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The Kite Runner Review

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by AVForums Apr 13, 2008 at 12:00 AM

    The Kite Runner Review
    The Kite Runner is based on that rarity in the literary world. A first novel that displays a moving emotional story with a narrative assurance that is extremely rare even in the work of seasoned novelists. It is a book that manages to educate the reader in the historical background of a nation that is far removed from our own, as well as provide a story that can have you wincing with horror one moment, and crying with pure emotion the next.

    When it comes to producing the film version, the barriers were immense. Dealing, as it does, with the Taliban occupation of Afghanistan, and the events that happened before the Russian occupation, the potential for trouble is obvious. Add into the mix a plot that pivots on the traumatic rape of a young boy, you have a film that needs a sure and delicate hand at the helm.

    When it was announced that this hand was going to belong to Marc Forster, I must admit I had my doubts. This was a man who in the past had not always displayed the realistic, gritty style of filmmaking that I felt the story demanded. His take on the life of J M Barrie (Finding Neverland) was extremely disappointing - bearing no relation to the actual events, and I also found Monster's Ball to be rather stodgy. However, maybe it is a truism that every director has at least one masterpiece inside him - because The Kite Runner is a triumph of a film.

    The film opens in Afghanistan as it was before the Russian Invasion. The streets of Kabul are a vibrant cacophony, full of colour and life. Amir is a young boy living in the city. He comes from a life of privilege - his Baba (father) owning a beautiful house, and bankrolling several big projects within the city. The family have a servant team - a father and son, Ali and Hassan. The two have been in the family's service for many years - with Amir and Hassan being inseparable friends. They go to the movies together, and Amir who loves literature, reads to the illiterate Hassan.

    Kabul of that time, however, was subject to racial divides. This is evident in the persecution that the boys suffer at the hands of Assef, a boy who hates Hassan because he is a Hazara - a Mongol descended race who settled in Afghanistan. One day, after a Kite tournament (where rival flyers compete to cut the strings of each other's kites when flying) Hassan runs to fetch Amir's kite. Sadly Assef catches up with him, and when he stays blindly loyal to Amir and his kite, he is raped. Amir, hiding, watches the event but cannot bring himself to help.

    Tormented with grief, Amir persecutes Hassan from them on, and eventually commits an act which leads to the resignation of Ali and Hassan. Shortly afterwards, the Russian's invade and Amir and his Baba escape to the USA. It is there, that Amir receives a telephone call telling him that there is a way to atone for his acts. “There is a way to be good again”.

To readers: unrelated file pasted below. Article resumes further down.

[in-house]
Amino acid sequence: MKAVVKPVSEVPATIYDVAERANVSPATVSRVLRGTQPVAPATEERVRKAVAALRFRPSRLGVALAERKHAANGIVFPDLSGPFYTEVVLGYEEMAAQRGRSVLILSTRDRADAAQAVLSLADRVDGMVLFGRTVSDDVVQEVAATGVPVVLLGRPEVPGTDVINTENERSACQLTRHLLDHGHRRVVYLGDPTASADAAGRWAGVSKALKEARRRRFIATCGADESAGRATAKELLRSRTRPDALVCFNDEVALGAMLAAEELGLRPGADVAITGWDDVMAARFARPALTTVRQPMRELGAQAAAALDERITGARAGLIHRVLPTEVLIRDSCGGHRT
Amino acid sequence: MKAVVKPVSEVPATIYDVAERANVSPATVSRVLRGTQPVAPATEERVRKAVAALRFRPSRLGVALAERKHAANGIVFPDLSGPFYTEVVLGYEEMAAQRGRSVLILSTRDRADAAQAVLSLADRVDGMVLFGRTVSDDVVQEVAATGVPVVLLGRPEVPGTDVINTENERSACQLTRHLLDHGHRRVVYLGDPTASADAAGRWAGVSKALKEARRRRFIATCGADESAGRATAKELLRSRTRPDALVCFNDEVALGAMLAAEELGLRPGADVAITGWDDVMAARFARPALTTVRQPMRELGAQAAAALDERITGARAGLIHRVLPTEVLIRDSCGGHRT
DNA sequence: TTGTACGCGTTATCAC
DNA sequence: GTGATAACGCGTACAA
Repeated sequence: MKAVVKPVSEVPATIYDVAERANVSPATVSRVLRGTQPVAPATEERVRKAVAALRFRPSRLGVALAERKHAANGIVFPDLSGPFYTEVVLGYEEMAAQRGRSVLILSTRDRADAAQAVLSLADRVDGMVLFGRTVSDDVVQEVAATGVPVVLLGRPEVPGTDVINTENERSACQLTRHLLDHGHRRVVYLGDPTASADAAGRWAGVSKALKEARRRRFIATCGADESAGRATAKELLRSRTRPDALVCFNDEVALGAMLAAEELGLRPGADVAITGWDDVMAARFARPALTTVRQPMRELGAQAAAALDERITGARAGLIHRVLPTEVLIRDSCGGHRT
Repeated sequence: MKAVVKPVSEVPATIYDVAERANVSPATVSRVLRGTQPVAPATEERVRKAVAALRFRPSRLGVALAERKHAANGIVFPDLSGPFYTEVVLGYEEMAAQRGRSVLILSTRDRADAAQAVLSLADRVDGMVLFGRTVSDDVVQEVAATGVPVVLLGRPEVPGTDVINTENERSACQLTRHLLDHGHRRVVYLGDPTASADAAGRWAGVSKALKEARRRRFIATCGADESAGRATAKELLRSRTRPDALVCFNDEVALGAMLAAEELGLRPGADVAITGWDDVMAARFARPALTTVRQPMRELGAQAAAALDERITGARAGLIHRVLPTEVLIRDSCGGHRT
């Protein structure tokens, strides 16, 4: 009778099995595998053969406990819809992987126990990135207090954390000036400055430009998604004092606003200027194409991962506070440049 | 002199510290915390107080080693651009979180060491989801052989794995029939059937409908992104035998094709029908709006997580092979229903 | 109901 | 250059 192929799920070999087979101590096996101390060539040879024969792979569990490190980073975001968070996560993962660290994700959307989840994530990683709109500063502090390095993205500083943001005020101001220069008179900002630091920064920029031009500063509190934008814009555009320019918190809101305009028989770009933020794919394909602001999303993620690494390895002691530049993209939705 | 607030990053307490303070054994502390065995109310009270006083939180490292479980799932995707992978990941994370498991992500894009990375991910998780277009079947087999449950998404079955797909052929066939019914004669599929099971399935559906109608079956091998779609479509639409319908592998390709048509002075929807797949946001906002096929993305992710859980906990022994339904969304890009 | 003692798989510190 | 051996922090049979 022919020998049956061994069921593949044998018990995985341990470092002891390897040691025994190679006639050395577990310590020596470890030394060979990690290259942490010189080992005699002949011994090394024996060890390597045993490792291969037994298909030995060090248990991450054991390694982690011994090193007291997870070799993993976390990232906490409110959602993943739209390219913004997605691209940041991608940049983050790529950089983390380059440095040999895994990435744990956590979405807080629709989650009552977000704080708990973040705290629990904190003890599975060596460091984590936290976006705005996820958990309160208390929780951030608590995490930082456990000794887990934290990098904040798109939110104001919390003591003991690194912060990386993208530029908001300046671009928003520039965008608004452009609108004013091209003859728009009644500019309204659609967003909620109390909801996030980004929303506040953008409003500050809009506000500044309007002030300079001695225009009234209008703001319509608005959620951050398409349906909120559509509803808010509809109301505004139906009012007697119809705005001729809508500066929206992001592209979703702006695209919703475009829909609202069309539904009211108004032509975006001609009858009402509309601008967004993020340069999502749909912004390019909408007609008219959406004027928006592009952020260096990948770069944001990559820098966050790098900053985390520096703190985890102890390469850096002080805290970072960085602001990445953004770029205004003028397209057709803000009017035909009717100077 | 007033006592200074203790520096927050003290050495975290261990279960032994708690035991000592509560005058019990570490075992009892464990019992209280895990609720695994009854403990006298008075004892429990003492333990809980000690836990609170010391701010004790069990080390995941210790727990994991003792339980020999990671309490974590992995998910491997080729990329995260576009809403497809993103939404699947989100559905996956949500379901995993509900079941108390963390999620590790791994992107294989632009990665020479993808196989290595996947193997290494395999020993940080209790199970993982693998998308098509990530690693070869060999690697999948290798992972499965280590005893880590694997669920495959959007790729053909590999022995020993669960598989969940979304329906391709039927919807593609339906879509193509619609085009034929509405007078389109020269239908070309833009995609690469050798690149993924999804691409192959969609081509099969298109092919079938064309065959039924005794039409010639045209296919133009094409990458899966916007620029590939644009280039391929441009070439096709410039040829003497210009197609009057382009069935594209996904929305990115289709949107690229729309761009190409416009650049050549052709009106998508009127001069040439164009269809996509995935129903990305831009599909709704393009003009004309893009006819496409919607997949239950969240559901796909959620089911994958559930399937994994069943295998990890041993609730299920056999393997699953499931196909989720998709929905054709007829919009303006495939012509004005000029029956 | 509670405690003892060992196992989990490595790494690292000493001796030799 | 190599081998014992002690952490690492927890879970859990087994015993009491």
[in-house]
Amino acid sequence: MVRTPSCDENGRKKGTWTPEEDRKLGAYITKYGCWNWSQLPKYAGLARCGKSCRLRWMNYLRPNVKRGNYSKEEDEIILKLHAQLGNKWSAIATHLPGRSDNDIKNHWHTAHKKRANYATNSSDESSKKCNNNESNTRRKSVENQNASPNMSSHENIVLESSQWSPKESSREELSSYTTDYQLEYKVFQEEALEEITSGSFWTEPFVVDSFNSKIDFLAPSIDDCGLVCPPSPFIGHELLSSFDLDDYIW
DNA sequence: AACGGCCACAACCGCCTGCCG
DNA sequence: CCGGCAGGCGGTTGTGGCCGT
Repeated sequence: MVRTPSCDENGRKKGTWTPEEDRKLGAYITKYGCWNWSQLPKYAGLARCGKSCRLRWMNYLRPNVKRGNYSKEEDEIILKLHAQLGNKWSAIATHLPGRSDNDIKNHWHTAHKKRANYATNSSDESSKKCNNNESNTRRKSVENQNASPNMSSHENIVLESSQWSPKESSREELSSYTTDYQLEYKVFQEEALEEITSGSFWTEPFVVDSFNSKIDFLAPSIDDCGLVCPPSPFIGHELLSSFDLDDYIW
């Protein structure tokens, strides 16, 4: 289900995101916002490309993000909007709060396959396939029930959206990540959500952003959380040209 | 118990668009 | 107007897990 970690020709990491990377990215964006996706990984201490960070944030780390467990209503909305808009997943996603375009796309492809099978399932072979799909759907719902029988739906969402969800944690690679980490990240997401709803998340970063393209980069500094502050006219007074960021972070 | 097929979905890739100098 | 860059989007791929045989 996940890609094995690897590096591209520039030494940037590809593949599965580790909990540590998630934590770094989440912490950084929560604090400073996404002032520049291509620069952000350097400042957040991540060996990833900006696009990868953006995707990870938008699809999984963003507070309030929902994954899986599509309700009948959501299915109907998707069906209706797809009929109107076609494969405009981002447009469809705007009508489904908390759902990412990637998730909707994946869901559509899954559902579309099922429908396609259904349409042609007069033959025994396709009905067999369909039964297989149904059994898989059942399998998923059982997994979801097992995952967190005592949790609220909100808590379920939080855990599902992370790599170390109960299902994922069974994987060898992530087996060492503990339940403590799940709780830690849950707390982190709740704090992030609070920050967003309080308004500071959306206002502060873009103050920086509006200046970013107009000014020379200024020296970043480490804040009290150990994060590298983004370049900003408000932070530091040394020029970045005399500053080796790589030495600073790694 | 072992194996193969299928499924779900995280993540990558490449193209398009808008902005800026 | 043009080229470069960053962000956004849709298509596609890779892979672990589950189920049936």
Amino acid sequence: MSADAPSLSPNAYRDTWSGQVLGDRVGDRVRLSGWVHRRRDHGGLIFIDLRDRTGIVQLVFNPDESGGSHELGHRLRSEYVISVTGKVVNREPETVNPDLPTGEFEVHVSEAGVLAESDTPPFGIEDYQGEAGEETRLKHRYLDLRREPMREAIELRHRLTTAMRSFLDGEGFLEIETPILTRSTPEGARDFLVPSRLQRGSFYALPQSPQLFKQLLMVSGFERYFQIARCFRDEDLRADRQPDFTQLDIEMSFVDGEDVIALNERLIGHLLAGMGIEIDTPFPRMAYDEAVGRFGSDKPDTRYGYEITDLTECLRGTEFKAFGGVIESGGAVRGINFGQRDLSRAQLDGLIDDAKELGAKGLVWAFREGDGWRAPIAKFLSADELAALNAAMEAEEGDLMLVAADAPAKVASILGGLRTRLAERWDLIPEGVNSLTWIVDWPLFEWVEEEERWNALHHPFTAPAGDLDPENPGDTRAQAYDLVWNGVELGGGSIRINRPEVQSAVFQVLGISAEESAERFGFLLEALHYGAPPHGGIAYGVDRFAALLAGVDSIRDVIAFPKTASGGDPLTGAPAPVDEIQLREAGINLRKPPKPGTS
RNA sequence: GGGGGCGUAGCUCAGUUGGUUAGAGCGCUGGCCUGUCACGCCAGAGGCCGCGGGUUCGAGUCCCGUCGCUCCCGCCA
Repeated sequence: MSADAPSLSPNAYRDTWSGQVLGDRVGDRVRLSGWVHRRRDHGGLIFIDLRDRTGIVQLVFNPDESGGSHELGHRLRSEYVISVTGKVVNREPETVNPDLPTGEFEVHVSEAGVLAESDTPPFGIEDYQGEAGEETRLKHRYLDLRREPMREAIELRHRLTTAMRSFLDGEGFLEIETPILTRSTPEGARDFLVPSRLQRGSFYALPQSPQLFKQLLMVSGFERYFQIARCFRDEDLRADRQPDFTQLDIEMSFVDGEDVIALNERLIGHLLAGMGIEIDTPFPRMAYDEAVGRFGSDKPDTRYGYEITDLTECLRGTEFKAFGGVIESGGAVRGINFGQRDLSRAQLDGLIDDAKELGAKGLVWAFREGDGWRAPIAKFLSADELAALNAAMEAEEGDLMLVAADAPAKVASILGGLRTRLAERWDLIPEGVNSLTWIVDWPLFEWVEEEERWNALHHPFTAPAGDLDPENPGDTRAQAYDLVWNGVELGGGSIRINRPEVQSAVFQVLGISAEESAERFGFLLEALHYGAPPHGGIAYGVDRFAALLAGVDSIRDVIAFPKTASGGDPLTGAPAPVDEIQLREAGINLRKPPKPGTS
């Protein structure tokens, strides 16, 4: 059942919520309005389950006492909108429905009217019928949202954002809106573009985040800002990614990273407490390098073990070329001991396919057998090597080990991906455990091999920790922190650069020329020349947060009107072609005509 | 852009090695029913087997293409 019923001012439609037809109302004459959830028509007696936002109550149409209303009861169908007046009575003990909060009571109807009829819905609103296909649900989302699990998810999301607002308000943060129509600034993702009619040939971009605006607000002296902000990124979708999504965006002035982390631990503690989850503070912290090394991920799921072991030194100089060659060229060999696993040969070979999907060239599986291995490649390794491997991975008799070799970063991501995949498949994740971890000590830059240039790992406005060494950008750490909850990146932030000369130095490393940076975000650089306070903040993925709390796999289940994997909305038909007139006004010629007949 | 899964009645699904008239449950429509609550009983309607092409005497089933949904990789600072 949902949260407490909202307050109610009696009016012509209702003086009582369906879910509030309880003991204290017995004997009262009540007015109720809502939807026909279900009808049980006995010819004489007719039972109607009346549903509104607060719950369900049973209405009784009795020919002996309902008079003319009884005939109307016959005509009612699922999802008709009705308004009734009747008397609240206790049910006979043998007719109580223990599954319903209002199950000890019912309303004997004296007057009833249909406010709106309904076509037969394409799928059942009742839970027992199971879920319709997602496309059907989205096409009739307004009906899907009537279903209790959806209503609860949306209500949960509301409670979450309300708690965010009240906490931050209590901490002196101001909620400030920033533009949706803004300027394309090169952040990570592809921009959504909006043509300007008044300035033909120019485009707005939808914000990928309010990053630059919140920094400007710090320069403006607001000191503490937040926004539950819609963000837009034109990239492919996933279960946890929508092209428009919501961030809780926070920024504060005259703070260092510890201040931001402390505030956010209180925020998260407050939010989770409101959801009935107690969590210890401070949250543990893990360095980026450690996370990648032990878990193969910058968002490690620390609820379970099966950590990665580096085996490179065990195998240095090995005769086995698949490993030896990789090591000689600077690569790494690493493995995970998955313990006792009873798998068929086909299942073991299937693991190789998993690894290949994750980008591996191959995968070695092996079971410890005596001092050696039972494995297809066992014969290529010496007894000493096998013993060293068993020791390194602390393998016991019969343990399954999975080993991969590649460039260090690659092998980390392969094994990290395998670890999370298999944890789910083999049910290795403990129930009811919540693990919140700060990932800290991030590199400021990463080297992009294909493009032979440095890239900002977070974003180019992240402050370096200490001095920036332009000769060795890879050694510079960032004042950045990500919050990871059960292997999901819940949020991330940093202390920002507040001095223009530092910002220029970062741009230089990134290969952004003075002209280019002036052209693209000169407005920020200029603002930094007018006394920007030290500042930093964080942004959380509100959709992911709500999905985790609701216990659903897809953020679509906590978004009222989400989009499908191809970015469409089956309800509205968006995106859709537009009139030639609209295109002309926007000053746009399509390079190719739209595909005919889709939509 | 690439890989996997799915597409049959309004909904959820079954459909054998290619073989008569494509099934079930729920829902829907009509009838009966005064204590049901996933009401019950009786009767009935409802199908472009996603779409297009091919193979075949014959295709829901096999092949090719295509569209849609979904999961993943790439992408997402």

The director seems to really feel an affinity with the source material, and he remains amazingly faithful to his source material. The dialogue is often lifted straight from the book, and the plot follows the source faithfully, apart from one key scene that is omitted completely. I will not say what it is, as it will spoil things. This means that the film seems to be immaculately paced - taking just the right amount of time to tell its story - never dragging and never feeling rushed.

    Central to the film is the collection of astounding performances from every single member of the cast. I don't think I have seen a film for a long time which is so perfect in its casting. From the two lead roles of Ali and Hassan as boys, through to a truly mesmerising performance of Homayoun Ershadi as Baba there is not one performance that does not truly encapsulate what one would imagine after reading the book. The result is that you get totally immersed in the world that is being portrayed, truly feeling the emotions of the characters.

    The Kite Runner is not an easy film to watch. It may end with redemption of sorts, but the characters go through an awful lot on the way to the end, and the majority of them do not emerge well from the story. There are moments of shocking violence, and the rape itself (although subtle) is a very disturbing scene indeed. There are also intensely sad moments - be warned that this hard hearted reviewer found himself in tears when watching this in the cinema, the first time in at least five years that a film has achieved that. The film deals with deep issues - family divides, a race displaced, racial discrimination, child abuse, religious terrorism, but it is to Forster's credit that he manages to find many light moments within the dark themes as well.

    His direction is always assured, whether displaying the vibrancy of pre-occupation Kabul, or present day Pakistan, and contrasting these with Eighties America, and Taliban occupied Kabul. He knows exactly when to linger on emotion, and exactly when to introduce a more light hearted touch. He draws breathtaking performances from his cast, and directs with an assured touch.

    I am always wary of hyperbole, but having watched this film at the cinema and now on DVD - I can honestly say that this is the best film of the year so far, and easily one of my top ten film of all times. If you can stomach it (and not all can) then it is a film that will move you in many ways - and you cannot ask more than that. Forster has produced his masterpiece - and it will be interesting to see how he follows this.